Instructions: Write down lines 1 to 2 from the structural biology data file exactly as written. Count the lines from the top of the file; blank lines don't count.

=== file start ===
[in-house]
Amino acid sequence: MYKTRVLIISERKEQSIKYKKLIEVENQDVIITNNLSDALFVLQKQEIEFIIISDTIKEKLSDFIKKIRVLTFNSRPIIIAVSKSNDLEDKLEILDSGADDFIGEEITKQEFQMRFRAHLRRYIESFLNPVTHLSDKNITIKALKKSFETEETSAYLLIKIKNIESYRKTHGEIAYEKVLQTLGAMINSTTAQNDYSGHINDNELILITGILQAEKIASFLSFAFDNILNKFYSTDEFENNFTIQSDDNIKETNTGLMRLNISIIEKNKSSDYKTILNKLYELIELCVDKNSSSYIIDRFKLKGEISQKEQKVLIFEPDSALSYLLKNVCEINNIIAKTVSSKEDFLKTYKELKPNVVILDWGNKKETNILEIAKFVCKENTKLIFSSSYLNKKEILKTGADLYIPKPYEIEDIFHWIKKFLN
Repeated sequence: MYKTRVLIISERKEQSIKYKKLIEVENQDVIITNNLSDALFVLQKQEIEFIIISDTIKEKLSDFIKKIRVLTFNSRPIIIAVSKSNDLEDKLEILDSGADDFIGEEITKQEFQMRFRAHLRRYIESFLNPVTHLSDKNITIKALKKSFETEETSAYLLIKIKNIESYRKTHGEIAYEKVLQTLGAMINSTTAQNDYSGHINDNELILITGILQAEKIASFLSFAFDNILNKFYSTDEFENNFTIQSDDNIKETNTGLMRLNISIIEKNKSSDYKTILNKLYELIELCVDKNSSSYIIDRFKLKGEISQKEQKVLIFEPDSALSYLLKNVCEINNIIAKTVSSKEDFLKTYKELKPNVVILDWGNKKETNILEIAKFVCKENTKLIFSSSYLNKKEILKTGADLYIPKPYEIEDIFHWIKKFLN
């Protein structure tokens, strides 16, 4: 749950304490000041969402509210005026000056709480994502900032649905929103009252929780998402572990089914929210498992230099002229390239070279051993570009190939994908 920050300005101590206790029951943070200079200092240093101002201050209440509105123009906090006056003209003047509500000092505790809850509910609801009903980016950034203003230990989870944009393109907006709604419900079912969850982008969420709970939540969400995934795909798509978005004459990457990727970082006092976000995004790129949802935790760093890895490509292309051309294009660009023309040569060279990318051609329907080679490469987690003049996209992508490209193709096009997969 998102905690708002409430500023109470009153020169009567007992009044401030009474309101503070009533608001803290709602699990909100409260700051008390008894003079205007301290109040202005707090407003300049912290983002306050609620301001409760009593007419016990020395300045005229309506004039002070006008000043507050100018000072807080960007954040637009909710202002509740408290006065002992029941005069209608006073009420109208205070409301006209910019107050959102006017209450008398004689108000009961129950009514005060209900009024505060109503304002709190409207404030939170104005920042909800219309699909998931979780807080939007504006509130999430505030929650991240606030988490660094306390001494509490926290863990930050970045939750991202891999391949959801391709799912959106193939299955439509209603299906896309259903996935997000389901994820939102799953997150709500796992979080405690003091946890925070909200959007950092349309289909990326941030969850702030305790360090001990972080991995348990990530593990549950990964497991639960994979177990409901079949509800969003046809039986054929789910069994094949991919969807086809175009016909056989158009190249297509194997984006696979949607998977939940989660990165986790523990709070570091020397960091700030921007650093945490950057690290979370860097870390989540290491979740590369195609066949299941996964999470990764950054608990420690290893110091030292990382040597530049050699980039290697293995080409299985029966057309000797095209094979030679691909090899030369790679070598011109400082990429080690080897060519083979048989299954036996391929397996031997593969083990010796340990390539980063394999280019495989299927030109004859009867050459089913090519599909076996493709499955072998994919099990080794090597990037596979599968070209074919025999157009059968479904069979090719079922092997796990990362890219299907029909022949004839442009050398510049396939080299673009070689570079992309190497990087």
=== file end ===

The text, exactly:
[in-house]
Amino acid sequence: MYKTRVLIISERKEQSIKYKKLIEVENQDVIITNNLSDALFVLQKQEIEFIIISDTIKEKLSDFIKKIRVLTFNSRPIIIAVSKSNDLEDKLEILDSGADDFIGEEITKQEFQMRFRAHLRRYIESFLNPVTHLSDKNITIKALKKSFETEETSAYLLIKIKNIESYRKTHGEIAYEKVLQTLGAMINSTTAQNDYSGHINDNELILITGILQAEKIASFLSFAFDNILNKFYSTDEFENNFTIQSDDNIKETNTGLMRLNISIIEKNKSSDYKTILNKLYELIELCVDKNSSSYIIDRFKLKGEISQKEQKVLIFEPDSALSYLLKNVCEINNIIAKTVSSKEDFLKTYKELKPNVVILDWGNKKETNILEIAKFVCKENTKLIFSSSYLNKKEILKTGADLYIPKPYEIEDIFHWIKKFLN